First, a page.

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Who else can we ask about Strasburg?

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Who else can we ask about Strasburg?

With the shutdown of Stephen Strasburg getting closer by the day, it seems we are running out of people to ask of their opinions about it. Everyone from Nats general manager Mike Rizzo himself to ESPN's Dick Vitale has weighed in on the issue, even Denny McLain, the former big leaguer turned convict, had something to say about it on Thursday. While it looks like there is no one else left to ask, we came up with a list of those who haven't been. Some are serious, some not so much.
Serious:Bud Selig
The MLB commissioner hasnt spoken out on the issue (as far as we know), but no one would be better to answer whether shutting down Strasburg is either good or bad for baseball. It would be interesting to see if he would care more about the draw Strasburg could be in playoff games this season or his potential stardom for years to come.

Frank Jobe

The inventor of Tommy John surgery, Jobe actually performed the original procedure on John in 1974. At the time he declared the odds of recovery at 1 in 100 and that number has since risen to nearly 90. As someone who has seen the surgery develop into the rate of success it has today, he may have thoughts on the best way to recover from it nowadays.

Jake Delhomme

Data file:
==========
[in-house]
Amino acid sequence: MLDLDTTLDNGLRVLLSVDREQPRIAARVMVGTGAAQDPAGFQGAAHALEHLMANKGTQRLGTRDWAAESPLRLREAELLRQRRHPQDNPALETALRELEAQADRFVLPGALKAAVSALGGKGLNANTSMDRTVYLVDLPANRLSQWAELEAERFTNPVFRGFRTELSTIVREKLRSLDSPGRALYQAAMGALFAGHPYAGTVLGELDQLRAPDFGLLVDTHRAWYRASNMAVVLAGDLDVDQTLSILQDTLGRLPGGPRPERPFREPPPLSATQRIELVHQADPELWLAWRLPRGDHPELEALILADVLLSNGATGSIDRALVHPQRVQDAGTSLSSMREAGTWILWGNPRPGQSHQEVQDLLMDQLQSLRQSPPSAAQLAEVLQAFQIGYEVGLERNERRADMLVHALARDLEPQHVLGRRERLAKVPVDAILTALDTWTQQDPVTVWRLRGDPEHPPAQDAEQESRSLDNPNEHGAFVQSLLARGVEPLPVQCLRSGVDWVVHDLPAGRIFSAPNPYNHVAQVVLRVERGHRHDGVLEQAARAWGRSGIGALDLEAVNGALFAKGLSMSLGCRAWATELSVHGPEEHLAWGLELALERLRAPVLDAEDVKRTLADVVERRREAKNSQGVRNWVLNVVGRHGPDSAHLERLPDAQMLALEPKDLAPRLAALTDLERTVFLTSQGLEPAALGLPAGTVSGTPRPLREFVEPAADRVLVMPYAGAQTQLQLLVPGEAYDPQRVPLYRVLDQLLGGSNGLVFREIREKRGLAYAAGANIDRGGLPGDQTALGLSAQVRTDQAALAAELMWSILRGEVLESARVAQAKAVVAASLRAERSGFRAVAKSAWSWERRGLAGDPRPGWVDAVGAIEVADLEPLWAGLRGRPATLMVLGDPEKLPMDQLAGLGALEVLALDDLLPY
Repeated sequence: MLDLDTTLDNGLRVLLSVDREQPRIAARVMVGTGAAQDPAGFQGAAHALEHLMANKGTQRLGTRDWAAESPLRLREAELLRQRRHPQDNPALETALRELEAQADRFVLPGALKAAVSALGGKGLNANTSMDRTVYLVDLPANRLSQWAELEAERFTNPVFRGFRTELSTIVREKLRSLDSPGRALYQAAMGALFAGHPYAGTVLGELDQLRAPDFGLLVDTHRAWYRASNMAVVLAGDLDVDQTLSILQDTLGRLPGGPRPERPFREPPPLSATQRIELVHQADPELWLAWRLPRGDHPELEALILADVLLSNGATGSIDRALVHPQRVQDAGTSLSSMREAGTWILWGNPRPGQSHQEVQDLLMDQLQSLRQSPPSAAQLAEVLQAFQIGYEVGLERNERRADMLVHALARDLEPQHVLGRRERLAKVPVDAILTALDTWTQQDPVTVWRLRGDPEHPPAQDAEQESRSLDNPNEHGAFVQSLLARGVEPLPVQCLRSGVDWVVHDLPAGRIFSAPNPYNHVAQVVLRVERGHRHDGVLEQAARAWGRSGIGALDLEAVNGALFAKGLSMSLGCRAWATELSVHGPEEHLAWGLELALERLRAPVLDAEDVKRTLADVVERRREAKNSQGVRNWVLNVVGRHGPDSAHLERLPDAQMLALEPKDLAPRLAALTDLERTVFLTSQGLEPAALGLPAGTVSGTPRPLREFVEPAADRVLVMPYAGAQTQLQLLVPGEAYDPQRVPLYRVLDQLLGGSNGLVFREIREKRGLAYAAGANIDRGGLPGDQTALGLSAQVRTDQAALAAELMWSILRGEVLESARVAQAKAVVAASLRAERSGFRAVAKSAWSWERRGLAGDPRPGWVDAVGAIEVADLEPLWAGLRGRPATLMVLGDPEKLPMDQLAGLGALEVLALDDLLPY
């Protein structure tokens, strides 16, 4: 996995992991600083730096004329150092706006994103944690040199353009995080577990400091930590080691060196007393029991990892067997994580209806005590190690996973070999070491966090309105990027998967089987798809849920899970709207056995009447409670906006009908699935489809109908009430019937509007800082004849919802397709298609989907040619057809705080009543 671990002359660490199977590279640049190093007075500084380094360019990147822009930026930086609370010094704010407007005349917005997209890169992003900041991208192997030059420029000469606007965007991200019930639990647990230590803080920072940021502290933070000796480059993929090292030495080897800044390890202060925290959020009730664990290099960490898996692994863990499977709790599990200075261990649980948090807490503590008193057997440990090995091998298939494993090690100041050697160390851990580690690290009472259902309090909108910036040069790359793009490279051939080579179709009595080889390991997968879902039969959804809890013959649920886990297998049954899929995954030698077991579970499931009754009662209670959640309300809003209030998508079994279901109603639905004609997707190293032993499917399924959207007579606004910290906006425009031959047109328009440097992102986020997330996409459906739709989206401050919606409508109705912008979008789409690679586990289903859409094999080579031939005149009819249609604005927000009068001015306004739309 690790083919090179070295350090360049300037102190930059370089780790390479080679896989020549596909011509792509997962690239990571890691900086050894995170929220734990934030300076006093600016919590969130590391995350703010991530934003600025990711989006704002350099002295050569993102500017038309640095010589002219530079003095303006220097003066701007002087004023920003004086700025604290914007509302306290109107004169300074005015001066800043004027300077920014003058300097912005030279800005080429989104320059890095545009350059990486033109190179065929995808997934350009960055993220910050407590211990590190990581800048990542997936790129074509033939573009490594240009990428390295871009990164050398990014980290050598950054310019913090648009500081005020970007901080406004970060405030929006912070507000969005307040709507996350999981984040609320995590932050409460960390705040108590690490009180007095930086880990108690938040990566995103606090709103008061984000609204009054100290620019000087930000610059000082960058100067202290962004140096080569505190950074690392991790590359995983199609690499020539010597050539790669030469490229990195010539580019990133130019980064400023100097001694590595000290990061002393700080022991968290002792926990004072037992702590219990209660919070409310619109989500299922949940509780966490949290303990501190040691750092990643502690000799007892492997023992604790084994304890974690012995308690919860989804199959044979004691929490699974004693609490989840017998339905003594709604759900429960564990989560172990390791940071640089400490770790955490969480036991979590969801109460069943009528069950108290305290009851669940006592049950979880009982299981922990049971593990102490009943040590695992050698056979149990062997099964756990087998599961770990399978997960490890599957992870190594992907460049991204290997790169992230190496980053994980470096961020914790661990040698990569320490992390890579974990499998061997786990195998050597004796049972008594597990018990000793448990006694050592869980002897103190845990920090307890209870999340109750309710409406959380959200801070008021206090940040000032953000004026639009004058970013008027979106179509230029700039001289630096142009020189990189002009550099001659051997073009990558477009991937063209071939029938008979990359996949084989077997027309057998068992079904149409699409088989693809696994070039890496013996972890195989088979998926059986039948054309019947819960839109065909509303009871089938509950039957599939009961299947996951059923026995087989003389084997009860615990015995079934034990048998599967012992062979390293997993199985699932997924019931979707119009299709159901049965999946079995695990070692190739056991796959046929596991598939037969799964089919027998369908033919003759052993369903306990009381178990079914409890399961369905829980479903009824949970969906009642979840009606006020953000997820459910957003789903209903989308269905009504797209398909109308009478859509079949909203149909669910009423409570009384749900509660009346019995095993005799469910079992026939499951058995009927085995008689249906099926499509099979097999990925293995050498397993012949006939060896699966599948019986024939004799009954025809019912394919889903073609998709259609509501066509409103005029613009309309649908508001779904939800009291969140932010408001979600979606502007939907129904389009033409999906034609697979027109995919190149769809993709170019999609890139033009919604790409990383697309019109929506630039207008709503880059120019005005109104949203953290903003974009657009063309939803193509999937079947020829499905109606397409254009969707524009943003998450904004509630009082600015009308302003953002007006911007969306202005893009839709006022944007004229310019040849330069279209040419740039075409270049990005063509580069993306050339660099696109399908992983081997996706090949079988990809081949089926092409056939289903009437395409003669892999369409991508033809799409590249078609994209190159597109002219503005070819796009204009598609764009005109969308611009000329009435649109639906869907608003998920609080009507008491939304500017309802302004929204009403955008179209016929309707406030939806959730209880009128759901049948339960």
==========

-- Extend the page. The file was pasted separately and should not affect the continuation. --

Believe it or not, Delhomme actually had Tommy John surgery in 2008. Yes, he plays a different sport, but Delhommes career was affected greatly by the procedure. He was never quite the same player and could speak to the difficulty of rehabbing from the surgery.

Kinda, sorta serious:Deion Sanders

Believe it or not, Sanders actually also had Tommy John surgery. Nothing a cornerback does is really that similar to a pitcher, but at least he would be more qualified to speak on the issue than Terry Bradshaw.

The Surgeon General

The Surgeon General, currently Regina Benjamin, is the nations leading spokesman on matters of public health as described on a government website. If doctors who have performed the surgery before have weighed in, maybe she can give the final say?

Joe Gibbs

Gibbs was asked about the shut down on ESPN Radio last month, but dodged the question. He isn't exactly qualified to give an expert opinion or anything, probably the reason he declined to answer, but Gibbs still holds a lot of clout in the area and knows winning better than any sports figure in the city's history.
Not so serious:Ja Rule

In a standup show, Dave Chappelle famously made fun of MTV asking Ja Rule for his input after September 11th. Maybe someone could get in touch with him? Oh, hes in prison? Nevermind.

An empty chair

But only if Clint Eastwood asks the question. It seemed that chair had a lot to say, maybe it has an opinion on the matter.

Vinny Cerrato

Not looked back on as the greatest general manger in Washington, D.C. sports history, Cerrato had a poor track record in the draft and signed some of the worst contracts in NFL history (see Haynesworth, Albert). Maybe it would be worth asking his opinion and then doing the exact opposite of what he says.

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Ivan Rodriguez becomes first former Nationals player to be voted into Hall of Fame